What is a Watershed?
Purpose of Watershed Protection
Lake Huron Watersheds
Thunder Bay River Streambank Restoration: Thunder Bay River Watershed Council
Basin Program Funds: $10,000
Non-Federal Funds: $6,000
4/95 – 10/96
Seven streambank sites totaling 2,380 lineal feet have been rehabilitated using various techniques such as rock rip-rap, toe stabilization with tree revetment, and bank seeding with jute netting. Approximately 125 cubic yards per year of sand have been prevented from eroding at these restored sites. This site demonstrates the use of whole tree revetment anchoring method, seeding, hay mulch and jute netting. This technology has been transferred to an engineering firm doing similar restoration at the Air National Guard base in Alpena.
Thunder Bay River Watershed Habitat and Protection Project
Basin Program Funds: $12,976
Non-Federal Funds: $7.530
6/00 – 8/01
The Montmorency Conservation District and TBBRC collaborated with the Huron Pines RC&D, Montmorency Conservation Club, U.S. Fish and Wildlife Service and the U.S. Department of Agriculture's Natural Resource Conservation Service to restore eight sites along the Thunder Bay River. Before beginning the restoration work, project staff obtained permission from the landowners and completed easement forms for each of the sites. The Huron RC&D Council planned how each site would be restored, using a combination of revetments, seeding and native plantings, bio-logs and erosion matting. Then project staff ordered the necessary materials and hired a work crew to complete the restoration on eight sites in the upper end of the main branch of the Thunder Bay River.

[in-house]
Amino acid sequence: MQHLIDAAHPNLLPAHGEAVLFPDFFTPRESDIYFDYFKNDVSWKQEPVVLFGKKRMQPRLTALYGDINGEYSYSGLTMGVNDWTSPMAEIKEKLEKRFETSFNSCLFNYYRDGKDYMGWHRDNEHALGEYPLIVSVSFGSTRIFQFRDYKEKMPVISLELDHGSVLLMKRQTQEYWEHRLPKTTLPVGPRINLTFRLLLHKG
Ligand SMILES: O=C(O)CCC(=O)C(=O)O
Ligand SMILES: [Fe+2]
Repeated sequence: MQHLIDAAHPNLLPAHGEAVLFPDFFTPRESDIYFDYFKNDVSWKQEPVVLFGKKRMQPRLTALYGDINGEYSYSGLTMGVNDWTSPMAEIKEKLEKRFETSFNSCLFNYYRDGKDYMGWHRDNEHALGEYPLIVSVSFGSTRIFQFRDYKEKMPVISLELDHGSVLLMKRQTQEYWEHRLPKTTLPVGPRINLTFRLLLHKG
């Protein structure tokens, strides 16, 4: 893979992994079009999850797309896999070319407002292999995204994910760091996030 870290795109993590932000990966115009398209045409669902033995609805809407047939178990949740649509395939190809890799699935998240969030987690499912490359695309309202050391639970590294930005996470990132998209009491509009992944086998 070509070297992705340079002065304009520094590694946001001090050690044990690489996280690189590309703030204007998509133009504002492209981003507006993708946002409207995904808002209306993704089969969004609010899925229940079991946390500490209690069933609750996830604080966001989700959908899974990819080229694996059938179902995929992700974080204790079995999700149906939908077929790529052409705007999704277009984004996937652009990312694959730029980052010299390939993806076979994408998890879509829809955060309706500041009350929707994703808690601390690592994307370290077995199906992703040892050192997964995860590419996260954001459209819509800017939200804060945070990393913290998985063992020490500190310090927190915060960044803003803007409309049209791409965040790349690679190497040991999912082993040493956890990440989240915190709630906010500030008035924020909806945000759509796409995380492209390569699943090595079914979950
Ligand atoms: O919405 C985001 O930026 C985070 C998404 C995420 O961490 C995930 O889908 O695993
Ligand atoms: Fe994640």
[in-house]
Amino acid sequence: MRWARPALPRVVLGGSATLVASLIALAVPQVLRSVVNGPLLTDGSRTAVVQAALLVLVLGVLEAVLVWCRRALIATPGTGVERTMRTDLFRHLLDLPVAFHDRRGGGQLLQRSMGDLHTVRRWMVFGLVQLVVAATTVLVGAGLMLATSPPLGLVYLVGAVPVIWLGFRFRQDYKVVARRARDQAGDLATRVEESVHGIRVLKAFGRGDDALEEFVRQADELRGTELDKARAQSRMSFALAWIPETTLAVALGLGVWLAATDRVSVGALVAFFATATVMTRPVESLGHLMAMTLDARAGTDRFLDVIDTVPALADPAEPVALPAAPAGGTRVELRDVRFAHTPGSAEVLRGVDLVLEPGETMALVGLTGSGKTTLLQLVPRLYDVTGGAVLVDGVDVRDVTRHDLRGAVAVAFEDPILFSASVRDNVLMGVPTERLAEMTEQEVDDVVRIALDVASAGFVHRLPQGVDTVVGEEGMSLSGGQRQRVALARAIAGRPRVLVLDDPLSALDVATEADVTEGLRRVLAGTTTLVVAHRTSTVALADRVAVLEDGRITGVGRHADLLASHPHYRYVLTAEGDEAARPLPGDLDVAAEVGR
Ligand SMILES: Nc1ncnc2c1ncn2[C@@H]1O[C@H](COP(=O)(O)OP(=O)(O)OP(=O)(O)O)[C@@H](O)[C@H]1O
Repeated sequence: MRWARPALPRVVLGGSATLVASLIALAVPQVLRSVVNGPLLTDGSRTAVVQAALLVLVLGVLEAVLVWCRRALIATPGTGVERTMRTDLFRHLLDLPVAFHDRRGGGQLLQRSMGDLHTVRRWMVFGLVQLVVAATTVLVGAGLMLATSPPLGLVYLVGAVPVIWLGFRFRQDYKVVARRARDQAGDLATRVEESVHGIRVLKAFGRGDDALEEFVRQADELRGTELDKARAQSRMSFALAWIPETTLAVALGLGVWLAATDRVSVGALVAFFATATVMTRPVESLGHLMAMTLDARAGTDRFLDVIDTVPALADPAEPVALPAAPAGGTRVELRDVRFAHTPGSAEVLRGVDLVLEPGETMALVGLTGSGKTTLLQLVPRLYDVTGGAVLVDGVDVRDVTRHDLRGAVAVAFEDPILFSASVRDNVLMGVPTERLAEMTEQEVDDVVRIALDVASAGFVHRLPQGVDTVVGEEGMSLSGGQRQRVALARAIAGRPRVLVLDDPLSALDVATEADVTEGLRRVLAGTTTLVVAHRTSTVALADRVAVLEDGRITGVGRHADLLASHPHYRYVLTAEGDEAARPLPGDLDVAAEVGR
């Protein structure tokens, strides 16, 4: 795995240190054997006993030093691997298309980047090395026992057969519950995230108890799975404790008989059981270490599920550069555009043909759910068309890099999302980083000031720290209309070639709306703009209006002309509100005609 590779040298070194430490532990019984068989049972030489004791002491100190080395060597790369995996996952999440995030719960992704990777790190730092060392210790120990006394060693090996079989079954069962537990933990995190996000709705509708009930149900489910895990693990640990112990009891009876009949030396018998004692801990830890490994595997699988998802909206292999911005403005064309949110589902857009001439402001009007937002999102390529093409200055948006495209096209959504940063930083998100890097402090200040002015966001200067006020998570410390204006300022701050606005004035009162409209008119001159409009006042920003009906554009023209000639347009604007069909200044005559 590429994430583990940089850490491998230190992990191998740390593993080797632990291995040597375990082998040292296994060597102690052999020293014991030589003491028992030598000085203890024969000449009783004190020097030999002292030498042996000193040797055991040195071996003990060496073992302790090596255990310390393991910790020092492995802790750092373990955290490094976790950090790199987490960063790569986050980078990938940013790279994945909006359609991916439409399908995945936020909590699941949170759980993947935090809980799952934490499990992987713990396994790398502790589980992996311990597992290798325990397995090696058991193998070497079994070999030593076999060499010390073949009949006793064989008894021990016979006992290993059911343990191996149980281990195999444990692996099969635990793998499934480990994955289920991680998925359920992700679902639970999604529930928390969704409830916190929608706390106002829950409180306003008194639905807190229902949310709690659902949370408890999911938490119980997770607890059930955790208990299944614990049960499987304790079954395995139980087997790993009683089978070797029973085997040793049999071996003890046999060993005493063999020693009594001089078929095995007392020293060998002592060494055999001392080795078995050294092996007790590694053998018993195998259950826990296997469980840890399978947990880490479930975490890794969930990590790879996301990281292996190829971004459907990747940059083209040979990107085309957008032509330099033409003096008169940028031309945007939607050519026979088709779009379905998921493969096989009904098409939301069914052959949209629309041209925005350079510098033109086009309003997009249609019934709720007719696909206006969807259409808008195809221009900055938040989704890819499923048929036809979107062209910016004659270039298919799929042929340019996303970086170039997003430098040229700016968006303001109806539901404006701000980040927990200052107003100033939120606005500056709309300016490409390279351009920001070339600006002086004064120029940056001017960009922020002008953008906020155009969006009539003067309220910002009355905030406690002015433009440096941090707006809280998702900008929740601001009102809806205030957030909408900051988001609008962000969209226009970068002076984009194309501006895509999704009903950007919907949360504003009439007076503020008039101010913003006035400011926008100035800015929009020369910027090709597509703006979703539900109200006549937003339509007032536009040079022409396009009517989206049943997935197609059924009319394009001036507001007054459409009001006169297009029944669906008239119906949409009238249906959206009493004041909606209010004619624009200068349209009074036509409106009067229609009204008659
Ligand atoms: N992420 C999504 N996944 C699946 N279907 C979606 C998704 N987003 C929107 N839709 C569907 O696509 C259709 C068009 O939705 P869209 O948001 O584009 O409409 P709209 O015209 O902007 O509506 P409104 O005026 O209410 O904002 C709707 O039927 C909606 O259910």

As a result of this project, 8 additional sites, or 1,060 feet of streambank along the Thunder Bay River were restored, keeping 175 tons of soil, 1,749 pounds of phosphorus, and 350 pounds of nitrogen from entering the river each year. Ultimately, this will improve spawning habitat for brook and brown trout, increase the aquatic insect population and provide cleaner water in downstream reaches of the Thunder Bay River.